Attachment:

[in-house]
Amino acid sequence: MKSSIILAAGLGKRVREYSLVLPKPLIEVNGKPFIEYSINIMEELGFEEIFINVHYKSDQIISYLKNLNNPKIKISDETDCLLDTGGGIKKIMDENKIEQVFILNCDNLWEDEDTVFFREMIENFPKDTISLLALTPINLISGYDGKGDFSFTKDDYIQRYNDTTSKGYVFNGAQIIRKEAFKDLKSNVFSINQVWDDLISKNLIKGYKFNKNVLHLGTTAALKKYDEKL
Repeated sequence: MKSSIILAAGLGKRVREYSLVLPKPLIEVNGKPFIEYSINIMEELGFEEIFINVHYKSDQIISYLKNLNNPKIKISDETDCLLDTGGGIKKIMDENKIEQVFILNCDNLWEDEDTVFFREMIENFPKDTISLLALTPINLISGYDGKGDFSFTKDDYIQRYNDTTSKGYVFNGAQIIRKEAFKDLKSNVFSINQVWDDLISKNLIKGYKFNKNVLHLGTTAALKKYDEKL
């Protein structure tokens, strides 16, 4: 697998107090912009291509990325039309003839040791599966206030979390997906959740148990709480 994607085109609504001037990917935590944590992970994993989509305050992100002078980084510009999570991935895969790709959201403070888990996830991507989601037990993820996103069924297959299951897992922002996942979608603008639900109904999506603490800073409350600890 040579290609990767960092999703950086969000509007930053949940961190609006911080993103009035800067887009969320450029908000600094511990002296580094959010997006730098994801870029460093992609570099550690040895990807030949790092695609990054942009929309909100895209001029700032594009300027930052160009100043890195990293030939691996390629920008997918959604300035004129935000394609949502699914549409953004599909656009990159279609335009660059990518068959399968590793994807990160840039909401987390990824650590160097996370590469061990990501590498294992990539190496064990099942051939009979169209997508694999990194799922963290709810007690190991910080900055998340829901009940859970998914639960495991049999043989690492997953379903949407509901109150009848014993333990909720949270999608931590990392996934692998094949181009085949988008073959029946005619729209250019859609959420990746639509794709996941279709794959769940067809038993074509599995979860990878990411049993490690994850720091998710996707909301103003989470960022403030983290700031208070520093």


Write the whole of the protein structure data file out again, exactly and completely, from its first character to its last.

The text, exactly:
[in-house]
Amino acid sequence: MKSSIILAAGLGKRVREYSLVLPKPLIEVNGKPFIEYSINIMEELGFEEIFINVHYKSDQIISYLKNLNNPKIKISDETDCLLDTGGGIKKIMDENKIEQVFILNCDNLWEDEDTVFFREMIENFPKDTISLLALTPINLISGYDGKGDFSFTKDDYIQRYNDTTSKGYVFNGAQIIRKEAFKDLKSNVFSINQVWDDLISKNLIKGYKFNKNVLHLGTTAALKKYDEKL
Repeated sequence: MKSSIILAAGLGKRVREYSLVLPKPLIEVNGKPFIEYSINIMEELGFEEIFINVHYKSDQIISYLKNLNNPKIKISDETDCLLDTGGGIKKIMDENKIEQVFILNCDNLWEDEDTVFFREMIENFPKDTISLLALTPINLISGYDGKGDFSFTKDDYIQRYNDTTSKGYVFNGAQIIRKEAFKDLKSNVFSINQVWDDLISKNLIKGYKFNKNVLHLGTTAALKKYDEKL
């Protein structure tokens, strides 16, 4: 697998107090912009291509990325039309003839040791599966206030979390997906959740148990709480 994607085109609504001037990917935590944590992970994993989509305050992100002078980084510009999570991935895969790709959201403070888990996830991507989601037990993820996103069924297959299951897992922002996942979608603008639900109904999506603490800073409350600890 040579290609990767960092999703950086969000509007930053949940961190609006911080993103009035800067887009969320450029908000600094511990002296580094959010997006730098994801870029460093992609570099550690040895990807030949790092695609990054942009929309909100895209001029700032594009300027930052160009100043890195990293030939691996390629920008997918959604300035004129935000394609949502699914549409953004599909656009990159279609335009660059990518068959399968590793994807990160840039909401987390990824650590160097996370590469061990990501590498294992990539190496064990099942051939009979169209997508694999990194799922963290709810007690190991910080900055998340829901009940859970998914639960495991049999043989690492997953379903949407509901109150009848014993333990909720949270999608931590990392996934692998094949181009085949988008073959029946005619729209250019859609959420990746639509794709996941279709794959769940067809038993074509599995979860990878990411049993490690994850720091998710996707909301103003989470960022403030983290700031208070520093």